OITA – With forestry workers growing older, Oita Prefecture has embarked on a “smart forestry” initiative to reduce workloads, partly through the use of drones.
Forests cover 72 percent of the prefecture, with most of them cultivated plantations. Despite the use of mechanization for cutting down trees, planting still involves hard physical work, including climbing mountain slopes while carrying nursery trees weighing up to 30 kg.
Forestry association workers are currently the local industry’s main workforce, but 44 percent of them are 60 or older. Young people are reluctant to join their ranks, due partly to the physical labor.
Against this backdrop, the prefectural federation of forestry associations is working on the possible use of drones for transporting materials including nursery trees, support posts and anti-deer nets.
But the drone plan faces some challenges. Currently, industrial-use drones generally use rechargeable batteries, which allow flying times of up to about 30 minutes, according to the federation.
For planting work, drones would likely need to make successive flights between loading and unloading sites for over 90 minutes.
The federation is working to win state subsidies for research and development of new types of drones, including self-powered ones.
“New technologies will not only reduce workloads, but also help to change the industry’s boring image, hopefully attracting more young forestry workers,” the federation’s Tomoyuki Ashikari said.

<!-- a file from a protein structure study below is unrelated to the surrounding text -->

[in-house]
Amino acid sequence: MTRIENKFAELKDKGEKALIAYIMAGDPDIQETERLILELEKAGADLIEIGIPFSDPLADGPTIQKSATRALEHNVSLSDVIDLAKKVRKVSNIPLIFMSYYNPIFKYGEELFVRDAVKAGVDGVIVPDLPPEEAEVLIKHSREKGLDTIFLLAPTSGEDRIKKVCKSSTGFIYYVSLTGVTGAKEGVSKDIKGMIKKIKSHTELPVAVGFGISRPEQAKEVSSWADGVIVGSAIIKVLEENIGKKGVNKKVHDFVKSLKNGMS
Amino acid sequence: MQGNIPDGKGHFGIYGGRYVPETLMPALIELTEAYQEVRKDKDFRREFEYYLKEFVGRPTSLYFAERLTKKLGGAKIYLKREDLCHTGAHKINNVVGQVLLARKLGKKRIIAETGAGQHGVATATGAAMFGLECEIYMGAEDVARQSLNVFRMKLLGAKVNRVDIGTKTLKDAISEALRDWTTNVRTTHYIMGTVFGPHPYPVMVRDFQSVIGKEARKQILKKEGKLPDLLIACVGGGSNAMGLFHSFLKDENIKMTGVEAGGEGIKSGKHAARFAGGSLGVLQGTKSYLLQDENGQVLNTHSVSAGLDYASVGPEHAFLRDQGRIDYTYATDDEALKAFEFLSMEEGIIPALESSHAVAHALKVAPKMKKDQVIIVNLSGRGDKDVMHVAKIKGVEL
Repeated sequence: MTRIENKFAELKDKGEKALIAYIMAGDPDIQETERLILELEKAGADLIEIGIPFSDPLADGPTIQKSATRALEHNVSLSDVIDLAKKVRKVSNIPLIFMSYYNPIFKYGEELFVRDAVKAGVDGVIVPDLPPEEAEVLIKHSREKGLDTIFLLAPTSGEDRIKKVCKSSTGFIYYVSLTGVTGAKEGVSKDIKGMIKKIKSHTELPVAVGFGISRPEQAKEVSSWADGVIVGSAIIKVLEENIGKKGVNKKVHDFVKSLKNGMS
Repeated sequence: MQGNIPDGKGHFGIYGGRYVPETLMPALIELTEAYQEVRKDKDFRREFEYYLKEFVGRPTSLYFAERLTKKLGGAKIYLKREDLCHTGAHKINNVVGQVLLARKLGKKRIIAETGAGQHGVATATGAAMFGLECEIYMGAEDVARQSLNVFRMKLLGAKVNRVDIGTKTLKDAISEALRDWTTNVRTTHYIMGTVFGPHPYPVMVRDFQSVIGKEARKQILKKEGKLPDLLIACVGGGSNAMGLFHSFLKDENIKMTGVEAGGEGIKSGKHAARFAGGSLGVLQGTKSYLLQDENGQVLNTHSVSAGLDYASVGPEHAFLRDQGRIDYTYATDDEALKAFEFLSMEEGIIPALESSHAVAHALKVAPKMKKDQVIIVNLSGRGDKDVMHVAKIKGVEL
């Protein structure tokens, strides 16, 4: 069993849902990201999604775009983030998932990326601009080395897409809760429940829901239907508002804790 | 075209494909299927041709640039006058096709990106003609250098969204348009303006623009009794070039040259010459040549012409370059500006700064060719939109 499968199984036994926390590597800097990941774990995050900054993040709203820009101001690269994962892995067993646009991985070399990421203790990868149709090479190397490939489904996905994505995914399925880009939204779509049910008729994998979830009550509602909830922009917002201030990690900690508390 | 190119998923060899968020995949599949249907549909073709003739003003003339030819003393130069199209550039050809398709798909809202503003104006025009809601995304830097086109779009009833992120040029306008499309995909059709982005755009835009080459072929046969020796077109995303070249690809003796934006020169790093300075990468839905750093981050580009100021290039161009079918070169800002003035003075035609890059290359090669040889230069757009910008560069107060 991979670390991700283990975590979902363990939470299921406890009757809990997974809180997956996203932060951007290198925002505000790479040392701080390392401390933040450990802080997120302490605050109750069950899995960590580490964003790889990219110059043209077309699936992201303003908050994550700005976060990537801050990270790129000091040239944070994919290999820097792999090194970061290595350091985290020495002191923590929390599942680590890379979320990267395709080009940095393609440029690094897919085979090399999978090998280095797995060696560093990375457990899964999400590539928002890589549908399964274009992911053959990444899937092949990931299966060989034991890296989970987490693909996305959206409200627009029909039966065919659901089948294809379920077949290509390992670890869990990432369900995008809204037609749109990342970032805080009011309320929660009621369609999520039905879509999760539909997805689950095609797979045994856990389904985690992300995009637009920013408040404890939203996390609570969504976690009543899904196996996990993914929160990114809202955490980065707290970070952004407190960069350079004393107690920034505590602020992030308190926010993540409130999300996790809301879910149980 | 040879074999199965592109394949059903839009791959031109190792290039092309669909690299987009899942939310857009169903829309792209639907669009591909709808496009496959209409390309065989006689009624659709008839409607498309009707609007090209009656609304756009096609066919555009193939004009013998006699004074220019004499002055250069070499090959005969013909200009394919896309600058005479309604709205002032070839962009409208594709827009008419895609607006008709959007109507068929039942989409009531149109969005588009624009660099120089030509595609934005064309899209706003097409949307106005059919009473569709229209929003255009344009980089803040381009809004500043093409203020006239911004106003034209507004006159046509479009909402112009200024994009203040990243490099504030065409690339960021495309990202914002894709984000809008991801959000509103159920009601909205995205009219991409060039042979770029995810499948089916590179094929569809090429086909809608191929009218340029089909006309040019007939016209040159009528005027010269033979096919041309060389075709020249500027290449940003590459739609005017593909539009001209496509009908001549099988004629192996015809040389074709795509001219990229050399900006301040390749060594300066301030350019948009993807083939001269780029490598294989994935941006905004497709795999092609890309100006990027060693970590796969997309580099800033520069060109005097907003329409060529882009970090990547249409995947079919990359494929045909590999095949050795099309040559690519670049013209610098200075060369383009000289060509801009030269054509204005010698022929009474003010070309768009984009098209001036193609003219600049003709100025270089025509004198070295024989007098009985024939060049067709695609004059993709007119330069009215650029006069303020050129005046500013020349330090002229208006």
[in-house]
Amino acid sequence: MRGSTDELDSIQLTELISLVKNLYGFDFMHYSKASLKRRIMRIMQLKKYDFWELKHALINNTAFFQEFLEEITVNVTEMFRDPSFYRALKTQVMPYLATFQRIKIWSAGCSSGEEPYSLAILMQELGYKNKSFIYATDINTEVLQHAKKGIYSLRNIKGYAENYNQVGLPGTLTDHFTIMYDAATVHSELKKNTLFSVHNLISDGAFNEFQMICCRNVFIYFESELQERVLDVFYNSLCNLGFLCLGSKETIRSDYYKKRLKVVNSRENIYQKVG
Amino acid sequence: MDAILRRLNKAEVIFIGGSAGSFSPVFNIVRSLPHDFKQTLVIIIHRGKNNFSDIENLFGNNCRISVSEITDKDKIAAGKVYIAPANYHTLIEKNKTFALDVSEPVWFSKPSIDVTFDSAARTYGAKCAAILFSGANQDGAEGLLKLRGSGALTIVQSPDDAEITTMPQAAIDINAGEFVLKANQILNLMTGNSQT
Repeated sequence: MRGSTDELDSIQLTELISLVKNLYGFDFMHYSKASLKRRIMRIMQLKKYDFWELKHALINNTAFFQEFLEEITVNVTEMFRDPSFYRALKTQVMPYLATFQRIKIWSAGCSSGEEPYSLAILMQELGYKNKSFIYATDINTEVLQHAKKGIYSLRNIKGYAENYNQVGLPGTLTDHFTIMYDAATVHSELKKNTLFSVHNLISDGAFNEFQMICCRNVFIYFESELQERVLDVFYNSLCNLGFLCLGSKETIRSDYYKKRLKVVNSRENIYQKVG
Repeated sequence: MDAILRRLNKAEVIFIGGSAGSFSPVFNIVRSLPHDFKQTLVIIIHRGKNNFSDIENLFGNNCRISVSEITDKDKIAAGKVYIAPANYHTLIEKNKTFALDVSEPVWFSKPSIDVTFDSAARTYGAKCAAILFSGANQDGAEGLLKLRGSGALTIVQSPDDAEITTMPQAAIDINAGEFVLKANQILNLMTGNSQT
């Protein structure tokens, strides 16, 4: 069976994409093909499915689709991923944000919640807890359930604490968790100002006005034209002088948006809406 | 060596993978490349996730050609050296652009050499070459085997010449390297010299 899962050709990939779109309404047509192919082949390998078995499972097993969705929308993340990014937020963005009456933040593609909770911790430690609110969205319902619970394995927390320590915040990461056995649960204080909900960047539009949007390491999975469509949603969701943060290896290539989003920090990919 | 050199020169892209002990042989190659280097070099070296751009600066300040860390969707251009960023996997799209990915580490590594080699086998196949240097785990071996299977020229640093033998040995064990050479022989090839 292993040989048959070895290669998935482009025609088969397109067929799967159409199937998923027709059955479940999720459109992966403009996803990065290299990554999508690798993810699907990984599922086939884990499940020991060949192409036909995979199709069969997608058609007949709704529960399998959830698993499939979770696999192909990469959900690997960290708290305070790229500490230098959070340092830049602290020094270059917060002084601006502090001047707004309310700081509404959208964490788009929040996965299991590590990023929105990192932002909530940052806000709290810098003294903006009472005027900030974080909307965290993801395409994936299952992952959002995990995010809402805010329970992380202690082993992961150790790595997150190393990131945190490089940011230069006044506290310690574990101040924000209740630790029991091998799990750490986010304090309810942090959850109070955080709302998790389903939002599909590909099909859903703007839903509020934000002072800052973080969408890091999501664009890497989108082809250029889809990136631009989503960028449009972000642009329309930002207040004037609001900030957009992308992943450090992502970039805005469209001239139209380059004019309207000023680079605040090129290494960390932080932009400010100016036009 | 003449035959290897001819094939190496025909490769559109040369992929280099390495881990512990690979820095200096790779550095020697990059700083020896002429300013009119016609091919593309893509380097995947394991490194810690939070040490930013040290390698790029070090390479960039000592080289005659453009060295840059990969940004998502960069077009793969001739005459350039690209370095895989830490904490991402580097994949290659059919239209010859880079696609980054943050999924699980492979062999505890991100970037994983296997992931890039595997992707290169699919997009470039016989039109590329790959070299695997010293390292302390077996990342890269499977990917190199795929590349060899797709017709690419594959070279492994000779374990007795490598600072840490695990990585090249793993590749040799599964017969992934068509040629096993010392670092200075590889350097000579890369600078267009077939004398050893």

Under the initiative, the prefectural government also introduced a ground-based 3-D laser scanner for checking tree growth and selecting specimens to cut down.
Use of the scanner, which can measure trees and land features within a radius of 130 meters in a single reading, halved the time for the process. In addition, a special computer program can create 3-D images of the forest showing the volume of trees that can be cut down.
The prefecture plans to use the scanner at about 1,000 locations over three years in a bid to improve its timber harvest projections.
In the meantime, the Forestry Agency started conducting aircraft laser sensor scans of mountains in Oita and neighboring Kumamoto Prefecture in June last year, in the wake of a string of powerful earthquakes in and around Kumamoto two months in April.
The Kumamoto quakes registered up to lower 6, the third-highest level on the Japanese seismic intensity scale, in the Oita cities of Yufu and Beppu. Although damage to the local forestry industry was minor, landslides and cracks were observed.
By using the airborne remote sensor data, the Oita government has begun work to update the prefecture’s topographic map data for the first time in about half a century. The update is expected to “help plan hardware development, including for forestry-use routes and conservation facilities,” a prefectural government official said.